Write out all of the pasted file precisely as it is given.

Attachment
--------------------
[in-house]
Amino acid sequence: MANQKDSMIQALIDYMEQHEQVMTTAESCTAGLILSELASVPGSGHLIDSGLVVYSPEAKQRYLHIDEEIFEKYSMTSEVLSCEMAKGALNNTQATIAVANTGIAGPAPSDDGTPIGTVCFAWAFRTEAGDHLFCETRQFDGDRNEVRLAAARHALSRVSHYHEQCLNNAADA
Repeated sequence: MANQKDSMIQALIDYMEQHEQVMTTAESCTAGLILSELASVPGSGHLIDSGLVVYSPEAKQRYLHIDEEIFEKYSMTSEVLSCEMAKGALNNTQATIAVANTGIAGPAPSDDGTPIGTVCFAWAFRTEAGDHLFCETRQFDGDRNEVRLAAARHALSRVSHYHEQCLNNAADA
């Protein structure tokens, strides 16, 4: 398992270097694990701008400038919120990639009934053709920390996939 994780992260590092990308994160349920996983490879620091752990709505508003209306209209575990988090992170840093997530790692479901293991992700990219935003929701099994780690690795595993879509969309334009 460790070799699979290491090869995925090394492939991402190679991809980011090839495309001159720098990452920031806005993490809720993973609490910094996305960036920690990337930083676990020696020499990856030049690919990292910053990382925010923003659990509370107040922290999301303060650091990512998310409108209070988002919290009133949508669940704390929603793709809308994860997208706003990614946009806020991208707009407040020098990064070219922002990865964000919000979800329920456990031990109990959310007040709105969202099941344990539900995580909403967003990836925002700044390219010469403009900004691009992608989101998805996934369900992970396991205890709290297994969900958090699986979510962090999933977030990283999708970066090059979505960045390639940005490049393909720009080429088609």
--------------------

[in-house]
Amino acid sequence: MANQKDSMIQALIDYMEQHEQVMTTAESCTAGLILSELASVPGSGHLIDSGLVVYSPEAKQRYLHIDEEIFEKYSMTSEVLSCEMAKGALNNTQATIAVANTGIAGPAPSDDGTPIGTVCFAWAFRTEAGDHLFCETRQFDGDRNEVRLAAARHALSRVSHYHEQCLNNAADA
Repeated sequence: MANQKDSMIQALIDYMEQHEQVMTTAESCTAGLILSELASVPGSGHLIDSGLVVYSPEAKQRYLHIDEEIFEKYSMTSEVLSCEMAKGALNNTQATIAVANTGIAGPAPSDDGTPIGTVCFAWAFRTEAGDHLFCETRQFDGDRNEVRLAAARHALSRVSHYHEQCLNNAADA
């Protein structure tokens, strides 16, 4: 398992270097694990701008400038919120990639009934053709920390996939 994780992260590092990308994160349920996983490879620091752990709505508003209306209209575990988090992170840093997530790692479901293991992700990219935003929701099994780690690795595993879509969309334009 460790070799699979290491090869995925090394492939991402190679991809980011090839495309001159720098990452920031806005993490809720993973609490910094996305960036920690990337930083676990020696020499990856030049690919990292910053990382925010923003659990509370107040922290999301303060650091990512998310409108209070988002919290009133949508669940704390929603793709809308994860997208706003990614946009806020991208707009407040020098990064070219922002990865964000919000979800329920456990031990109990959310007040709105969202099941344990539900995580909403967003990836925002700044390219010469403009900004691009992608989101998805996934369900992970396991205890709290297994969900958090699986979510962090999933977030990283999708970066090059979505960045390639940005490049393909720009080429088609």